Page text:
Sunday, January 31, 2021

POETRY SPECIAL: Wayside Bundle - Constance Hargreaves (actually Frank Baker)

 

Here's an unusual post for Pretty Sinister Books and the second one inspired by a post I read at A Hot Cup of Pleasure, a book blog hosted and written by Neeru.  This is not unrelated to the content of my own blog for the book that Neeru wrote about in the inspirational post is the renowned Miss Hargreaves, a marvelous fantasy about a fictional character who comes to life.  I wrote about Miss Hargreaves and its author Frank Baker in this blog's inaugural year and it continues to attract the attention of people who rarely come here to read about murder, mayhem and horror. Miss Hargreaves is the antithesis of the kind of books I usually write about, but it still celebrates the human imagination and is, ultimately, a treatise on the power of creativity.  These are also aspects of genre fiction that I discuss in the many books of crime, adventure and supernatural that usually pop up here.

Wayside Bundle (1959) is a book of poetry by Constance Hargreaves, the title character of Baker's fantasy novel. She never existed but in the imagination of Norman Huntley, the protagonist of that novel. Baker, as a gift for his literary friends who had read the novel and fallen in love with the character, created this volume of her poetry alluded to over the course of the novel.  Features of her character's personality crop up in the subject matter of the poems which makes it all the more enjoyable for anyone who has read the novel Miss Hargreaves.  

THINGS I LEARNED: Many of the poems are written in doggerel verse, a feature of her writing mentioned in the novel, but there are also non-rhyming poems and more formal structures like a couple of sonnets and two poems that use the arcane form of a triolet, a short poem of eight lines with only two rhymes used throughout. I'd never heard of a "triolet" until I read these two examples.  I had to look up whether or not the form actually existed.  Here is a brief overview of a triolet according to the American Academy of Poetry: "French in origin, and likely dating to the thirteenth century, the triolet is a close cousin of the rondeau, another French verse form emphasizing repetition and rhyme. The earliest triolets were devotionals written by Patrick Carey, a seventeenth-century Benedictine monk. British poet Robert Bridges reintroduced the triolet to the English language, where it enjoyed a brief popularity among late-nineteenth-century British poets." For an example of the triolet devoted to a serious topic rather than the usual lighthearted verse, they cite Thomas Hardy's "How Great My Grief," a poem I did not know. In fact, I didn't know Hardy wrote anything other than bucolic and melodramatic family saga novels.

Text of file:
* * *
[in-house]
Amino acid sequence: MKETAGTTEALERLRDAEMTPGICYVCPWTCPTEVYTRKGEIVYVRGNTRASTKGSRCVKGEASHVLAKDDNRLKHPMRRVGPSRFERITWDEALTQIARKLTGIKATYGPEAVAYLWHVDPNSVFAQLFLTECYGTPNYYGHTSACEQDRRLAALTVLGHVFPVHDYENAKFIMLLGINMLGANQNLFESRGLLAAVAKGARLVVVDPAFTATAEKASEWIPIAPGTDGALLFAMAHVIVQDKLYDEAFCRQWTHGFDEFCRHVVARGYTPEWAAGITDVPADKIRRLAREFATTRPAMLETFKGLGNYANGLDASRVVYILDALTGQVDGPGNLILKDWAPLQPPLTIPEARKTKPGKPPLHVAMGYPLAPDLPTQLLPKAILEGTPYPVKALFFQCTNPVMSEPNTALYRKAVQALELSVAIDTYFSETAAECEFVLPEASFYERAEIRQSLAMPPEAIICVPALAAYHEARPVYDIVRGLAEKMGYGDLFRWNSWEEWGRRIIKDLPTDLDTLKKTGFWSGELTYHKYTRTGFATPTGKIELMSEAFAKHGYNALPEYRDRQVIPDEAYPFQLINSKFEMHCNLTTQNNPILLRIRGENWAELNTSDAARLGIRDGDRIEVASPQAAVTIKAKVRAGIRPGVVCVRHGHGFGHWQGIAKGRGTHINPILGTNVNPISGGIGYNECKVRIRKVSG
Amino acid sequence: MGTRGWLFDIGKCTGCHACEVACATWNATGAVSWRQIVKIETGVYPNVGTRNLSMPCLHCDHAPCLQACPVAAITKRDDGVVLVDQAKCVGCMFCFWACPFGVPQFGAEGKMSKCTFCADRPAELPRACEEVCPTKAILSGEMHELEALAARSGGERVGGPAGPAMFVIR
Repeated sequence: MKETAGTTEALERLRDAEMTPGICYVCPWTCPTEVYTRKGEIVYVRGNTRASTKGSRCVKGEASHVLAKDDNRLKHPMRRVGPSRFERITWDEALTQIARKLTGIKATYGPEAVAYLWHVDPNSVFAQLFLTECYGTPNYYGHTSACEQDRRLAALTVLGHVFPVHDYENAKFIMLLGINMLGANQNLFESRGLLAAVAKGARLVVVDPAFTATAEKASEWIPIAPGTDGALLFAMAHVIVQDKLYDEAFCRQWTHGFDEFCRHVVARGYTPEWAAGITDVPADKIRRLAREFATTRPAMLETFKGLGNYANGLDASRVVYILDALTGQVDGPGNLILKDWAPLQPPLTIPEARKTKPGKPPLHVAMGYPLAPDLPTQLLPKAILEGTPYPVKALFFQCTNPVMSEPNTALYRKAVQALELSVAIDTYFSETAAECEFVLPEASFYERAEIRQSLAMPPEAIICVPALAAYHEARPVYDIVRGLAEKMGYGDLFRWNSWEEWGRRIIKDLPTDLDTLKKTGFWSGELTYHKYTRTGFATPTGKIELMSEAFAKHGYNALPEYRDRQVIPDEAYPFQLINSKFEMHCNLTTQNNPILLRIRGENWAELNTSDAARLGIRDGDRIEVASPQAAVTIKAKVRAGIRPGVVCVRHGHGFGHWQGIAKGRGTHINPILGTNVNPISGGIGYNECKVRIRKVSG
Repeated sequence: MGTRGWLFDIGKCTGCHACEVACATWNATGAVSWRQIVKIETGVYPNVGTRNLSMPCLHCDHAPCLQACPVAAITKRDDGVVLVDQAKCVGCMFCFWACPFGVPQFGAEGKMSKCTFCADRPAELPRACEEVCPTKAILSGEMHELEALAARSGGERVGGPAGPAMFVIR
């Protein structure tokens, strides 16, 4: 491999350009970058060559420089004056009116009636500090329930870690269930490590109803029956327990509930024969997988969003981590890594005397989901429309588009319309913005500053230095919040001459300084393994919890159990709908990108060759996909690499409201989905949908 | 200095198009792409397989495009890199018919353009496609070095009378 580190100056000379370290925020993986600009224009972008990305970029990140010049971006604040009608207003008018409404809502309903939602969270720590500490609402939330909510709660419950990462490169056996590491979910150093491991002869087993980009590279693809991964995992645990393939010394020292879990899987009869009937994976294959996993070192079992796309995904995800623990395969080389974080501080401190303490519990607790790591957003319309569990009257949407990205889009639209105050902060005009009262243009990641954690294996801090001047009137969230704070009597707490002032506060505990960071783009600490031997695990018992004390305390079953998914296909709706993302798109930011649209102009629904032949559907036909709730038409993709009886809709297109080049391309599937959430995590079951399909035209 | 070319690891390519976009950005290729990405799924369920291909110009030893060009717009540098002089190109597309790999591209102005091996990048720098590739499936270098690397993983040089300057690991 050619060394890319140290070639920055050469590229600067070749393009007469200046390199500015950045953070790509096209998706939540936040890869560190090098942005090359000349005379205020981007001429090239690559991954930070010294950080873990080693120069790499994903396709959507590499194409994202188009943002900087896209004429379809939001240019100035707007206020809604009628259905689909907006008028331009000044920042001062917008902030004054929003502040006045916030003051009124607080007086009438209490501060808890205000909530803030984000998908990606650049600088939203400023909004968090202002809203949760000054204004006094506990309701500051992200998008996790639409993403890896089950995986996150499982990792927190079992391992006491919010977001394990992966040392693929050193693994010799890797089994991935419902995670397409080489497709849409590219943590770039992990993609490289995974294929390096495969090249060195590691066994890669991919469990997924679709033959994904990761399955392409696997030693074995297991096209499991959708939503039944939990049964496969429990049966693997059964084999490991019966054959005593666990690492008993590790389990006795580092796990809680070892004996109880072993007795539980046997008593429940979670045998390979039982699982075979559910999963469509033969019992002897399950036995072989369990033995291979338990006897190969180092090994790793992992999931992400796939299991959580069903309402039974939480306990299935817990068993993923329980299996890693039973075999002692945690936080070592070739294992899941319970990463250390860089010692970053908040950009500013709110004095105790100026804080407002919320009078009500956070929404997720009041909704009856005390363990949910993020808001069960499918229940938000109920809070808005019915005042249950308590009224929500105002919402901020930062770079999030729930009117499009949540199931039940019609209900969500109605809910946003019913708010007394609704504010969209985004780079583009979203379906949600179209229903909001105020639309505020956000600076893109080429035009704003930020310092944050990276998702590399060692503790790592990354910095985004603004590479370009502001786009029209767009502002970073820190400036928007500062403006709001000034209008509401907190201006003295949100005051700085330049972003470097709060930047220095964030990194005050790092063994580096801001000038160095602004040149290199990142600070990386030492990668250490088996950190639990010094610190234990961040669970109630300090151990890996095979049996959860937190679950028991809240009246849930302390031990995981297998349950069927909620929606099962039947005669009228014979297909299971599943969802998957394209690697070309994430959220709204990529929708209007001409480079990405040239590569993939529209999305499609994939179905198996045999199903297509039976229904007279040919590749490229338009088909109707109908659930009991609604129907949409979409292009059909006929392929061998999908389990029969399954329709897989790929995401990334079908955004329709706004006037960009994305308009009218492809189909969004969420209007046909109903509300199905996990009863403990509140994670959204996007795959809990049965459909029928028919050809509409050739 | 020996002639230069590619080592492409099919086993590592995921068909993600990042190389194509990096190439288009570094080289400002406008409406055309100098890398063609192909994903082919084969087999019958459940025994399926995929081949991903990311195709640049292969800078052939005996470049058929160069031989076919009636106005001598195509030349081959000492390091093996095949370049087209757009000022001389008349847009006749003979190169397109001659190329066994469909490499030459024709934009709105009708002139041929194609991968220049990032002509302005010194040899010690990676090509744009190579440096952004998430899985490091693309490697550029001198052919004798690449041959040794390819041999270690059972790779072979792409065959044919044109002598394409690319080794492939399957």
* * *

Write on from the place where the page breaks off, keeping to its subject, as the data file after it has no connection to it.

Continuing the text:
And so since I apparently am one of the lucky souls who has acquired one of the rare 350 copies of Wayside Bundle -- ostensibly by Constance Hargreaves, but really written by Frank Baker -- I offered to post some of the poems here.  Neeru mentioned in a comment on her post that some of the Hargreaves poems from this pamphlet (it's a mere 24 pages of handmade laid paper and stapled to a flimsy cardboard cover) are published in Bloomsbury's reprint of Miss Hargreaves.  This is the edition that nearly everyone in the book reviewing blogosphere has read since it was released in 2009 and why there is a mini cult surrounding the novel these days. Neeeru left a list of the poems in her comment and I've decided to post some of the poems that were not reprinted in that edition.

Without further ado, ladies and gentlemen, the poetry of Miss Constance Hargreaves!



This is a footnote that appears at the bottom of "to the Reader"
Miss Hargreaves refers to her relative in the novel when first introduced to Norman's parents









Wednesday, January 27, 2021

The Magic Grandfather - Doris Miles Disney

Something Special!  The exclamation mark in a circle on the bottom of the front flap of The Magic Grandfather's hardcover 1st edition dust jacket indicates that this Doris Miles Disney mystery defies simple subgenre categorization. I was excited to read it.  Would it deliver the goods like so many of L. P. Davies' similarly tagged and utterly unique crime novels? Would it too be a daring shake-up of crime fiction conventions? Well, yes and no.

Like most of Doris Miles Disney’s crime fiction The Magic Grandfather (1966) is one of her many books in Doubleday’s Crime Club. In the late 1950s and 1960s the editors devised a special marketing tactic with clever logos to indicate if a book has a Favorite Sleuth, is a Damsel in Distress story, a Chase and Adventure thriller, Classic Puzzler or fits into some other subgenre (see the chart with all the logos below). The “Something Special” tag and logo indicates a book not easy to stuff into any recognizable subgenre yet were always standouts for plotting and characters. The Something Special books almost always prove to be intriguingly constructed novels that play with detective fiction conventions, add modern touches to the plot, and still manage to surprise and bring a smile to my face. I have made a concerted effort to seek out as many of these books with the exclamation mark logo as I can find and read. More often than not these books are the cream of the crop of the Crime Club imprint. Only rarely do they disappoint with a final twist that was not a surprise at all.